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Elijah Wood explains making his Lord of the Rings audition tape

The Lord of the Rings actor, Elijah Wood, recalls making his audition tape for the role of Frodo Baggins.

Frodo in The Return of the King

Elijah Wood is a filmmaker of many talents, and it looks like his wheelhouse of production skills helped him bag the role of the most famous Hobbit to live at ‘Bag End’. In an episode of GQ’s series where actors break down their iconic roles, Wood recalls how he got the part of Frodo Baggins after sending an elaborate Lord of The Rings audition tape to director Peter Jackson.

Based on J.R.R. Tolkien’s literary epic, Peter Jackson’s cinematic Lord of The Rings trilogy are some of the best fantasy movies of all time. The films follow the dangerous quest of Frodo Baggins, a hobbit who is tasked with travelling to Mordor, and destroying the one ring before his world, Middle-earth, is destroyed by the forces of evil. The Academy Award-winning trilogy had an unbelievable cast, including the likes of Ian McKellen, Viggo Mortensen, Cate Blanchett, Christopher Lee, and Andy Serkis. Wood, in comparison, wasn’t as huge a name as his co-stars when filming for the first movie, The Fellowship of The Ring, began.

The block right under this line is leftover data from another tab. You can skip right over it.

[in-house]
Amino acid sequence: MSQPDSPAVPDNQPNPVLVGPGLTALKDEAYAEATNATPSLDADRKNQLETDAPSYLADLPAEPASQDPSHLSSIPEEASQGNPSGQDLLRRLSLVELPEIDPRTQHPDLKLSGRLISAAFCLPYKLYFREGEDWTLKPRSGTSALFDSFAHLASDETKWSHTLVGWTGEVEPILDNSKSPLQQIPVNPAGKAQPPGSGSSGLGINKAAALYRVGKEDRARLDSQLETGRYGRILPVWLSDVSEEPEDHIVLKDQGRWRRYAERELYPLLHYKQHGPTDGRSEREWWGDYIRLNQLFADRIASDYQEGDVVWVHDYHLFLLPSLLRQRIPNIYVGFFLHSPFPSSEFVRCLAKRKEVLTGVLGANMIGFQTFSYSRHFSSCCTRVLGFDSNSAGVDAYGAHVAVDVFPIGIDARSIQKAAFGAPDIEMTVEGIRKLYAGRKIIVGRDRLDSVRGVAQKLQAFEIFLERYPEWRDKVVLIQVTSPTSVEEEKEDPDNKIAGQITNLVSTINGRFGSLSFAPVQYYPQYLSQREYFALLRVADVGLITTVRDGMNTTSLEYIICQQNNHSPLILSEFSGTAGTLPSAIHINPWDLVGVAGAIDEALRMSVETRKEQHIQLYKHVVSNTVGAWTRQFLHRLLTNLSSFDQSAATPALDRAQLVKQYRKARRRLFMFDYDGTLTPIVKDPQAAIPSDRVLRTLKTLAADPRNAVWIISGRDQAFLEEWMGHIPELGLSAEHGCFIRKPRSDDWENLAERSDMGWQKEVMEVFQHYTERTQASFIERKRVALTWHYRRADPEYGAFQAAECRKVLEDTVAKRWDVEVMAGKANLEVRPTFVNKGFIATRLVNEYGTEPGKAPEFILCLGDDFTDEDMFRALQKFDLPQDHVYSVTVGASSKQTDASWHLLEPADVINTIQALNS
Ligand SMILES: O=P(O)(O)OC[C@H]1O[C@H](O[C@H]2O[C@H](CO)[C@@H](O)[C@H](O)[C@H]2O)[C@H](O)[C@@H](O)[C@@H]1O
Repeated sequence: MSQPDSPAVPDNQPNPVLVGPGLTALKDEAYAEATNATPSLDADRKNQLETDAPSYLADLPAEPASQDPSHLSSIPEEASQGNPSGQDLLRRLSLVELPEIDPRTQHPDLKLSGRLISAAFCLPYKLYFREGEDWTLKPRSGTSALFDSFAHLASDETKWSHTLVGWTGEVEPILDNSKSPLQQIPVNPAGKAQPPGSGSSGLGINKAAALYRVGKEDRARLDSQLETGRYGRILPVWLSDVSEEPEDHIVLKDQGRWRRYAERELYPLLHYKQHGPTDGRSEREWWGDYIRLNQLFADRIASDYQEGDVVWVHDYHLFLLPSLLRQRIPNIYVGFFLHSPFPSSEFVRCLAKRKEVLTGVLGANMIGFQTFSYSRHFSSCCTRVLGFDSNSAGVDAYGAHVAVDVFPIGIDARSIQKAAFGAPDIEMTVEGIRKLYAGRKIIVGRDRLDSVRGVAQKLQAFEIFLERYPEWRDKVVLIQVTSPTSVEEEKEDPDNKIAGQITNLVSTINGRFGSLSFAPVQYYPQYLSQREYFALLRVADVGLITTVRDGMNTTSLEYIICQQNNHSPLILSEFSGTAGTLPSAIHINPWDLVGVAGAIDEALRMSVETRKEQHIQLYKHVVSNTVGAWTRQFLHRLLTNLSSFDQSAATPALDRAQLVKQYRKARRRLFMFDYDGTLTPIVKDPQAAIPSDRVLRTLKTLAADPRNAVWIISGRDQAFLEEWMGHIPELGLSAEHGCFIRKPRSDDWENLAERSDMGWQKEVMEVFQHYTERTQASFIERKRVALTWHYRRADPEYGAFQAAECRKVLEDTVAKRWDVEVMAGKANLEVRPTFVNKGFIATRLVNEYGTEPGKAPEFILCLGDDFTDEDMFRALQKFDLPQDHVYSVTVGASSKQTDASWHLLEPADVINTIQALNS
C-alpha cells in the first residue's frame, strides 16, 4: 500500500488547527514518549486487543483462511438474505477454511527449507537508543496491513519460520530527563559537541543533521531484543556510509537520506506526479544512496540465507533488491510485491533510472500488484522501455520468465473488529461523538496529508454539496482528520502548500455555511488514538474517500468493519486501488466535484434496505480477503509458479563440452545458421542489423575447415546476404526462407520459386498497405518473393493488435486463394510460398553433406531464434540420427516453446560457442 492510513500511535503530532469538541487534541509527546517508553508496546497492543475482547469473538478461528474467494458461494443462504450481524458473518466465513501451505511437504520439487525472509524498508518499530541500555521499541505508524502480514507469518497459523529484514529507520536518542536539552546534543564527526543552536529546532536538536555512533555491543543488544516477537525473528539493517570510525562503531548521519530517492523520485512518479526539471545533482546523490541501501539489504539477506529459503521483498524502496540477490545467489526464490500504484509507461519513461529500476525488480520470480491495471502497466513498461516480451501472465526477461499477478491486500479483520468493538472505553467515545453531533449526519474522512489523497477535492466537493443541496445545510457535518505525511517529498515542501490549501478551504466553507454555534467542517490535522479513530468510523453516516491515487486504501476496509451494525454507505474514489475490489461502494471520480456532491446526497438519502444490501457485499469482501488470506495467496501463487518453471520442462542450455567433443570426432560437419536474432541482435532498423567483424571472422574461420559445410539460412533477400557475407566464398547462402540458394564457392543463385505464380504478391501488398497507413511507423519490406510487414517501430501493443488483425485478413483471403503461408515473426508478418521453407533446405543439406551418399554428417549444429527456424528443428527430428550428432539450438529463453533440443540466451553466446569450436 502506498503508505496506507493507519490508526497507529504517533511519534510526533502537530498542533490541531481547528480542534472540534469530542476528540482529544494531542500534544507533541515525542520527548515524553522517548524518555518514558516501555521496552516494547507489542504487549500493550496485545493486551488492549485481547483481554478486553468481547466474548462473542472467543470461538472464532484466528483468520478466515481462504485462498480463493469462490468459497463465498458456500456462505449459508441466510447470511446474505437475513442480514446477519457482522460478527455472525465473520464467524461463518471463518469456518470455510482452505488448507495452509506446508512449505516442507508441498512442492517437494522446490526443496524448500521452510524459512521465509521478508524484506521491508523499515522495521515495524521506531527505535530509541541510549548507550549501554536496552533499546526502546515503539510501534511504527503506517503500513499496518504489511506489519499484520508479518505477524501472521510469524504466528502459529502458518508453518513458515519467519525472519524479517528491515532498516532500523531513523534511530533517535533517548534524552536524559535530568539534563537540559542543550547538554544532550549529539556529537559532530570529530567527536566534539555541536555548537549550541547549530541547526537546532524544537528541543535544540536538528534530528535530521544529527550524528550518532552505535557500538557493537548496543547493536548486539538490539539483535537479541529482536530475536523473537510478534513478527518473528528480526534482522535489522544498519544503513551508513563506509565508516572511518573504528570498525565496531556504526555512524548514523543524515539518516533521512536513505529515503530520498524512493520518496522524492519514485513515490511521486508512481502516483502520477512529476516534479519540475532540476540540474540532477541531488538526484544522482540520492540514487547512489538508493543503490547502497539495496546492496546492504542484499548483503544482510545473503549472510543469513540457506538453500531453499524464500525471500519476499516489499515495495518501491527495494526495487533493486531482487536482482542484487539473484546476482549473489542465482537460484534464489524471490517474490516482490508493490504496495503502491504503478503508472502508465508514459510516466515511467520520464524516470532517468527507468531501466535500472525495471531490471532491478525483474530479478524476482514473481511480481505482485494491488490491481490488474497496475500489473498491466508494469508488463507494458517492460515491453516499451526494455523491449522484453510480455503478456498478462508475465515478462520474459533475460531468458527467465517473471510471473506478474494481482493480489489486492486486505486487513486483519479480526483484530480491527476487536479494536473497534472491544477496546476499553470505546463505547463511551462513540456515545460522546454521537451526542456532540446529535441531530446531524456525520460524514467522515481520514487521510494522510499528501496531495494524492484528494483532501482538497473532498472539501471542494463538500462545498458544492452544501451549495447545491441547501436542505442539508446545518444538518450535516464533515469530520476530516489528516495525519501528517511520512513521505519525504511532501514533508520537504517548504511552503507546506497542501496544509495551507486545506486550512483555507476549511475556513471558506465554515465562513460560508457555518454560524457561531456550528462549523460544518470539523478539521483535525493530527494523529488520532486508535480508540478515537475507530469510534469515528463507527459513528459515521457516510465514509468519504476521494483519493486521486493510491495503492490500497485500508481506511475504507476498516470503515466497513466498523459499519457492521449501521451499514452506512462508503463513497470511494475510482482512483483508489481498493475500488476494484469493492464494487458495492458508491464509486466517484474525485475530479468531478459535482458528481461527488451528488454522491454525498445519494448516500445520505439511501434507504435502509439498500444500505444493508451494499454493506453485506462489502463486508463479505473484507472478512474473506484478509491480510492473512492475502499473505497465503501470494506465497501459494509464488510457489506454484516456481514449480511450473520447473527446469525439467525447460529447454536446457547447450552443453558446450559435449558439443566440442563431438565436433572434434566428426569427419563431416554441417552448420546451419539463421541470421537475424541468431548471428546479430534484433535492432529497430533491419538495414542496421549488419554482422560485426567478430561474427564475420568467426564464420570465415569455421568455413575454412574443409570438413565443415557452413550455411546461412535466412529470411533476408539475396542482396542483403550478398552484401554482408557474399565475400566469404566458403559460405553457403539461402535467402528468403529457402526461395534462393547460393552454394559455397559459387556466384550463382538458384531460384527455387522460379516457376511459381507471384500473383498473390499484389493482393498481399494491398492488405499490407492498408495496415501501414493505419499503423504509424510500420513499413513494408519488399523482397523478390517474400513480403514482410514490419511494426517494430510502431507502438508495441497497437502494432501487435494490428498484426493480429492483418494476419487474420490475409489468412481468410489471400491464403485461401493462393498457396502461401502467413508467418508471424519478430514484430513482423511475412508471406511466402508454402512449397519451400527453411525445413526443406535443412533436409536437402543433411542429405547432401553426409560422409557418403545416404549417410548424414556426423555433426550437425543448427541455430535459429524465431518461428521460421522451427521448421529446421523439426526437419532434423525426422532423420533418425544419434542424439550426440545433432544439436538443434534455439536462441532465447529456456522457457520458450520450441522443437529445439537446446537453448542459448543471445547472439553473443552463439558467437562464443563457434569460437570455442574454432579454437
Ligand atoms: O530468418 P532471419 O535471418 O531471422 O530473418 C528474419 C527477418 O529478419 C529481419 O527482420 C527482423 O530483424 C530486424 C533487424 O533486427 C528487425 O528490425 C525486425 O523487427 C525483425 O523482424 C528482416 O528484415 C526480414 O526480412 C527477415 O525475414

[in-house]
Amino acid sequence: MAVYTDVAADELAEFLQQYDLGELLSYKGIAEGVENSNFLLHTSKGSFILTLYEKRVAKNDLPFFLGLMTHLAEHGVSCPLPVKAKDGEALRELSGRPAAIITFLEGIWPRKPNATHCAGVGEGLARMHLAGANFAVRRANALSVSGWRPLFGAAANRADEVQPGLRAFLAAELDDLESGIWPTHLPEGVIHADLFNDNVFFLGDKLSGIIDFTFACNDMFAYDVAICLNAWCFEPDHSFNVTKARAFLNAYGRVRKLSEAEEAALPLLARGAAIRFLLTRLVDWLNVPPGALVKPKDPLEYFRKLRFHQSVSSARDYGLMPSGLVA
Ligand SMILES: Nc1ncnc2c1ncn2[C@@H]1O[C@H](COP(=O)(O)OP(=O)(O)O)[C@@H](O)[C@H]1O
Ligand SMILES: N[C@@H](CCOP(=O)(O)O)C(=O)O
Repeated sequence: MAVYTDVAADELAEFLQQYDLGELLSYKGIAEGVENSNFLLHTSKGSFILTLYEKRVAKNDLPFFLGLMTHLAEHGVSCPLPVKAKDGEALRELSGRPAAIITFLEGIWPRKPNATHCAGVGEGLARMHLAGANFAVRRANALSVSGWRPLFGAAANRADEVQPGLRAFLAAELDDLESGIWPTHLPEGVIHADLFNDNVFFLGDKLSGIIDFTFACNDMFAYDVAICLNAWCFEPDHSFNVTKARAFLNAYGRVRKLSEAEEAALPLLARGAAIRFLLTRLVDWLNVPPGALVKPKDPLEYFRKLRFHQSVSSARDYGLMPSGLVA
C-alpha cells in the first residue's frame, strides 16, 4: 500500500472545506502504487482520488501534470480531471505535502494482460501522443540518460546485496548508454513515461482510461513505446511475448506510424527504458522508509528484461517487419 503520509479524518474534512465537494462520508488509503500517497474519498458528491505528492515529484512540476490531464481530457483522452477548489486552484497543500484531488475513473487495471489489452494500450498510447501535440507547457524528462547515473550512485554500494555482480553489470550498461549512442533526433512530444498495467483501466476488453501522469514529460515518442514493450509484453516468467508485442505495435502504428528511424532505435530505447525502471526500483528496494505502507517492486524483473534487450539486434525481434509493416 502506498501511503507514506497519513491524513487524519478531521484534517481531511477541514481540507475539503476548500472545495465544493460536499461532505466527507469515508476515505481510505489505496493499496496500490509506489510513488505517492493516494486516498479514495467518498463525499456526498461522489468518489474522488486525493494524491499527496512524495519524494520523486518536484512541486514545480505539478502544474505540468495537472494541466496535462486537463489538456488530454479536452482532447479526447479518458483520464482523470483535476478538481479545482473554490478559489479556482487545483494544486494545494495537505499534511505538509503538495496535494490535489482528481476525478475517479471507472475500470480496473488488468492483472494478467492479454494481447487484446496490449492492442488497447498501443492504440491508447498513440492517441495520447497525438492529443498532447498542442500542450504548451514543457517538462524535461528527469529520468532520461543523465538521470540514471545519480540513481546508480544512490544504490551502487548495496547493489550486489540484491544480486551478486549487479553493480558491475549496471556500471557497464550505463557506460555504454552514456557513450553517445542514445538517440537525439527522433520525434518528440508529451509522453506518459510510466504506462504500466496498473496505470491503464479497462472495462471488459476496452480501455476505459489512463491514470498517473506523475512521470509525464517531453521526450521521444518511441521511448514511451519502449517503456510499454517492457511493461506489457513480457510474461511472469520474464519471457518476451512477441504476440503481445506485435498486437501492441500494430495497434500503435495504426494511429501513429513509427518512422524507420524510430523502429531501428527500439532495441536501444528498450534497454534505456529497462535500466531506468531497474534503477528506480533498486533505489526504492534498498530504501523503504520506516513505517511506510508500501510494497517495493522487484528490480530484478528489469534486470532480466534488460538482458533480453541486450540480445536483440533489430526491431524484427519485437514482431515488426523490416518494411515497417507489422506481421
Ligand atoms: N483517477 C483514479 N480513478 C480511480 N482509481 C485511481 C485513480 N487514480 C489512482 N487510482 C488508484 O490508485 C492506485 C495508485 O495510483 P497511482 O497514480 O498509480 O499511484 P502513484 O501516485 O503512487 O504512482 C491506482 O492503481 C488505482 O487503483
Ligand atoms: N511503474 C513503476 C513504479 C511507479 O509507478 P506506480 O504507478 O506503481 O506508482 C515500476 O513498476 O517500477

Before LOTR, the actor’s biggest role was in the 1998 science fiction movie Deep Impact. However, Wood isn’t just a fab actor; he also has a knack for production work. The star made an (uncommon at the time) audition tape, where he shot various scenes from Tolkien’s beloved story, and then edited the footage on VHS. His tape would impress Peter Jackson, and ultimately help win him the role of the famous hobbit.

“I went to a vocal coach for the dialect and enlisted some friends, including George Wang, who is a writer and filmmaker. We went out to the woods in Griffith Park and shot two of the audition sequences there and one at my house,” Wood explained. “There were three scenes, each one was sort of a different aspect of Frodo along the journey, the last one being quite deeply affected by the ring.”

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Jackson was a relatively unknown filmmaker at the time, having made waves with horror movies Bad Taste and Braindead before directing Heavenly Creatures and The Frighteners, and likely saw a kindred soul in Wood. The dedication and resourcefulness showcased in the tape obviously left an impression. “I got a call from Peter himself, which was amazing, totally mind-blowing and the adventure and opportunity of a lifetime,” Wood recalls.